Bank cutback on lending could sideswipe the needy

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Bank cutback on lending could sideswipe the needy

Shift to lower-risk borrowers comes amid a weak credit market, while even non-bank lenders are cautious

Londiwe Buthelezi


SA banks are scaling back on lending to subprime consumers as they shift their focus to those with higher credit scores, a move that may leave the needy out in the cold.
The TransUnion credit market report released on Wednesday showed that lenders opened fewer new unsecured credit accounts, such as credit cards and personal loans, in the fourth quarter of 2018. They cut back mostly on those with credit scores of 730 and below.
This comes at a time when many SA banks are competing to increase their transactional income coming from the entry-level market, which comprises mostly people with limited credit records. “The move that we are seeing is that lenders are shifting to lower-risk borrowers who are prime, prime plus and super prime. It is becoming harder for most consumers to get credit,” said Carmen Williams, director of research and consulting for TransUnion Africa.
TransUnion’s data showed that clothing accounts and home loans were the only credit products that grew year on year, with the latter recording a 9.2% increase. However, the average loan amount to new customers fell 3.1%.
Data from the SA Reserve Bank’s BA900s economic returns, on the other hand, shows an uptick in overdrafts, loans and advances to the private sector from R3.5bn in the fourth quarter of 2017 to R3.8bn in 2018. However, the Bank’s data looks at overall advances and not only new accounts.
Wessel Badenhorst, banking analyst at 36ONE Asset Management, said banks were looking at new areas to grow their loan books. Many were extending unsecured credit to new customer segments because they saw this as a growth area.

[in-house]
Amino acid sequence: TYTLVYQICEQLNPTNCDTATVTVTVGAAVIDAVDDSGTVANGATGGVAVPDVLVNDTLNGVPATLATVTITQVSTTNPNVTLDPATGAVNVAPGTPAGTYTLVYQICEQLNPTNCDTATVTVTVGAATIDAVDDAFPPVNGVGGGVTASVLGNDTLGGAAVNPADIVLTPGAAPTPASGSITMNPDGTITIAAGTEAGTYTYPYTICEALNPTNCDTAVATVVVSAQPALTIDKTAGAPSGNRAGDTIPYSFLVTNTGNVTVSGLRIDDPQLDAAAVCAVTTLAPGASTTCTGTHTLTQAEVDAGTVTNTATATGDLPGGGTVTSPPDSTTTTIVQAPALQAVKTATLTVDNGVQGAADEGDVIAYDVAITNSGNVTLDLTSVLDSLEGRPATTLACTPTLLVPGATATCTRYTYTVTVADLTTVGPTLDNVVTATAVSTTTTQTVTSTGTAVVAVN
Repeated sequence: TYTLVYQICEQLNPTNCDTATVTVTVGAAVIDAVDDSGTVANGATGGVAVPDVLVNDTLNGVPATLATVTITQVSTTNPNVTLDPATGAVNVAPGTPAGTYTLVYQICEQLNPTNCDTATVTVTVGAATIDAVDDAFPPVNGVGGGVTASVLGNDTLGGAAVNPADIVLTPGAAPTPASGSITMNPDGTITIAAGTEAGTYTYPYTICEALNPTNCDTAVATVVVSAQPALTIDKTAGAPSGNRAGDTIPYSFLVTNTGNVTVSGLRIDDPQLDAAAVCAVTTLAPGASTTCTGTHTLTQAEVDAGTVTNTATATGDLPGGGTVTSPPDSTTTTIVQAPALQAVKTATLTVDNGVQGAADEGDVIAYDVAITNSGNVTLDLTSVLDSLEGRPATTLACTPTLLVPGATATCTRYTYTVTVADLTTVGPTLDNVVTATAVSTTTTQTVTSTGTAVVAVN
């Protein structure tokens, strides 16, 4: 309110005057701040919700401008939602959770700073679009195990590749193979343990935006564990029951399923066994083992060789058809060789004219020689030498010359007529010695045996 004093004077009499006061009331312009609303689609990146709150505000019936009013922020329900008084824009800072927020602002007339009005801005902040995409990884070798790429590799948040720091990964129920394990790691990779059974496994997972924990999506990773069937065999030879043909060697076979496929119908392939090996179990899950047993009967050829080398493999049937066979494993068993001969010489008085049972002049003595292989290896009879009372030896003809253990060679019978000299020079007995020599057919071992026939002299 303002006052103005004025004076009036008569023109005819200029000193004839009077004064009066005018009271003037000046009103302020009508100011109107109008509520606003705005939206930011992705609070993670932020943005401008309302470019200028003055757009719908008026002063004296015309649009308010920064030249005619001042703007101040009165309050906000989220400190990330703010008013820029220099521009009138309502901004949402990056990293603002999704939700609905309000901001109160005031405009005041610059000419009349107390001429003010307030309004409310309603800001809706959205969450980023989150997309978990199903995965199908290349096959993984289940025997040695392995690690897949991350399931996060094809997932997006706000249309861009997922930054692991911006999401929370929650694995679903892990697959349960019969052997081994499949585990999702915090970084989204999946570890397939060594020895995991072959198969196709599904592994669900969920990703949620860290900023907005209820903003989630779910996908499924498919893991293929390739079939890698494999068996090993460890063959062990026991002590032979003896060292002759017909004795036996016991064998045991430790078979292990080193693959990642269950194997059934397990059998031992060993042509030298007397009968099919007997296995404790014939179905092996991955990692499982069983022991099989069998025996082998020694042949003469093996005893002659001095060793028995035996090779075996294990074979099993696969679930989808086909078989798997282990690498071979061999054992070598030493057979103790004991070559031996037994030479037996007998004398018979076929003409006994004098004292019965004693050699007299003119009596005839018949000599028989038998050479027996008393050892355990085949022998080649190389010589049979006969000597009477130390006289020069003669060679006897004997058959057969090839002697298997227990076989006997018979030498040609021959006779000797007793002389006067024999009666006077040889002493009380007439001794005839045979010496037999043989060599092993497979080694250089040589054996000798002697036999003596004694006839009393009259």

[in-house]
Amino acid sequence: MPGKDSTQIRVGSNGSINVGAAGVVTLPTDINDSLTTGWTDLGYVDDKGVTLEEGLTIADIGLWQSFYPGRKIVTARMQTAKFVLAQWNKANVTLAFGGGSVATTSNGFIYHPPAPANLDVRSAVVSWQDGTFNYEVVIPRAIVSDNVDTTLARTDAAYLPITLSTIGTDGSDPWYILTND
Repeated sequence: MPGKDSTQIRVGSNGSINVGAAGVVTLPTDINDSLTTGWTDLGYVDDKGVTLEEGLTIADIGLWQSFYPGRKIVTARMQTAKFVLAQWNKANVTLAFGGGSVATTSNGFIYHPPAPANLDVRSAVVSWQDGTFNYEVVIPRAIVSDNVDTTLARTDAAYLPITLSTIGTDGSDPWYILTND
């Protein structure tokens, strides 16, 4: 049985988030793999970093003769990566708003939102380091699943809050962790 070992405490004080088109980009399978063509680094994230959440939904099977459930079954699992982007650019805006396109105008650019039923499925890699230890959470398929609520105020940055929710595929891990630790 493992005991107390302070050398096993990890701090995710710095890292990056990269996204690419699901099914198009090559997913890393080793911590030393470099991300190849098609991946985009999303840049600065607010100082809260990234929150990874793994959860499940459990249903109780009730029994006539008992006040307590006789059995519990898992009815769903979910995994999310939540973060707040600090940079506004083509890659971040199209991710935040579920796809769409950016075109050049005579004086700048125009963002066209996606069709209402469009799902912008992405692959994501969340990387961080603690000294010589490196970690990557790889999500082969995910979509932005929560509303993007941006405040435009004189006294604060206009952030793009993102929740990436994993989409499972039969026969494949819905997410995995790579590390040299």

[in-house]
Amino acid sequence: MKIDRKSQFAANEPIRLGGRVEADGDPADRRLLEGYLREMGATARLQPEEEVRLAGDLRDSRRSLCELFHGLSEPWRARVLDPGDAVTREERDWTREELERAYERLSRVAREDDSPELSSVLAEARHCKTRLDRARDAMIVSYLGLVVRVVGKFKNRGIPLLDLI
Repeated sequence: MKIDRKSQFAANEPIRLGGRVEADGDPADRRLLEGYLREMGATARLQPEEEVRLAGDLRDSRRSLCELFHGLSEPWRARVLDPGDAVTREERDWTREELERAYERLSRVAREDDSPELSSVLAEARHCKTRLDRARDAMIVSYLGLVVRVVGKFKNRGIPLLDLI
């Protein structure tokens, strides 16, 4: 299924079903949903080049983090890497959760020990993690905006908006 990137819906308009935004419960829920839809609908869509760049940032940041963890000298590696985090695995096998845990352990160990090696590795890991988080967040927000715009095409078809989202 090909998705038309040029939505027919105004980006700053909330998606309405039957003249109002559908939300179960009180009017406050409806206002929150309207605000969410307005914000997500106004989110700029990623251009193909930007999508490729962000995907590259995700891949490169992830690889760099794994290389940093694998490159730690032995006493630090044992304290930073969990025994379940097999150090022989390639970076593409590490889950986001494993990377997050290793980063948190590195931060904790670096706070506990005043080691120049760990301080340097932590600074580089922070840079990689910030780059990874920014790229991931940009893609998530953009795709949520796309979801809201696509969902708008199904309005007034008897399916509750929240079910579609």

“Of course, if banks focus on lower-risk clients, this leads to lower net interest income as the risk margin is lower for these clients. On the flipside, credit losses should also be lower for these clients,” he said.
The TransUnion report showed an uptick in credit accounts not paid on time. Even secured credit, which is predominantly advanced to lower-risk borrowers, saw a rise in late payments. Home loans that were three or more months in arrears increased by 40 basis points to 3.7% and similar late payment on vehicle and asset finance went up to 5%. TransUnion said the trend of extended payments on motor vehicle accounts in particular needed close attention since it had been rising for the past two years.
Badenhorst said there has been an expectation for some time now that credit losses will start increasing for banks, given the difficult economic environment. He said it was actually a surprise that a significant deterioration has not yet materialised. He said it was critical for SA’s economic situation to turn around for the credit market to become healthy again.
“If the current weak economic conditions continue for a long period, consumers and businesses will borrow less, existing loan books are more likely to show significant credit losses as it becomes more difficult to repay debt, and banks will find it increasingly difficult to use fee-driven income to paper over weak results from lending activities.”
The TransUnion report showed that issuing new bank credit cards decreased 15% year on year, while new bank-issued personal loans fell 0.5%. Even non-bank lenders are cautious. Their new credit advances dropped 35.8% year on year. It also showed that 94% of new credit cards and 92% of new home loans in the last quarter of 2018 were issued to borrowers with prime or higher scores. The picture is similar for nonbank lenders; 35% of all their personal loans went to borrowers with prime or better risk scores.
Although TransUnion did not indicate in its report how many of SA’s credit active consumers have this prime score of 730 or higher, Williams said of the 1.8-million active home loan accounts in quarter four 2018, 1.6-million were held by individuals with super prime status.

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